In February 2018 researchers from from the USA published their review on the chemical oxybenzone (also known as Benzophenone-3) which is an emerging human and environmental contaminant used in sunscreens and personal care products to help minimize the damaging effects of ultraviolet radiation. In 2009 the Center for Disease Control published the fourth national report on human exposure to environmental chemicals. This demonstrated that approximately 97% of the people tested had oxybenzone present in their urine, as well as various concentrations being found in waterways and fish worldwide. Oxybenzone is also known to react with chlorine, which produces hazardous by-products that can concentrate in swimming pools and wastewater treatment plants. Consuming fish contaminated with oxybenzone and/or washing the ingredient off our bodies and having it return in drinking water, due to water treatment plants not being able to effectively remove the chemical as part of their processing protocols, may also increase the risk of various medical conditions. Individuals have been reported to experience contact and photocontact allergy reactions following exposue to oxybenzone and it has also been linked to Hirschsprung’s disease, a birth defect affecting boys more than girls in which nerves are missing from parts of the intestine. It is also thought to be a possible endocrine disrupting chemical. Environmentally, oxybenzone has been shown to produce a variety of toxic reactions in coral and fish ranging from reef bleaching to mortality. Serious doubts must therefore be raised concerning the the use of sunscreens containing oxybenzone, especially when the rise in skin cancer rates and the availability of more effective sunscreen active ingredients are taken into consideration.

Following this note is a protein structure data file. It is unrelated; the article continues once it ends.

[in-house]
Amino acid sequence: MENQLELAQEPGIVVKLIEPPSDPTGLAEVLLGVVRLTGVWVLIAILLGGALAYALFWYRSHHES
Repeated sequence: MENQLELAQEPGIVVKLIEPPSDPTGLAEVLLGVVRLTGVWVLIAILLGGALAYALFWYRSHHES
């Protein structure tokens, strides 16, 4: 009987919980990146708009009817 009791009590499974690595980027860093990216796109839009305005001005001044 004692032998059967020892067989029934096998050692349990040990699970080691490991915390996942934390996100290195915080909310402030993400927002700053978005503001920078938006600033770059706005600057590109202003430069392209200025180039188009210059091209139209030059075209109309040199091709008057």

DiNardo JC, Downs CA. Dermatological and environmental toxicological impact of the sunscreen ingredient oxybenzone/benzophenone-3. J Cosmet Dermatol. 2018 Feb;17(1):15-19.
Center for Disease Control: The fourth national report on human exposure to environmental chemicals (2009)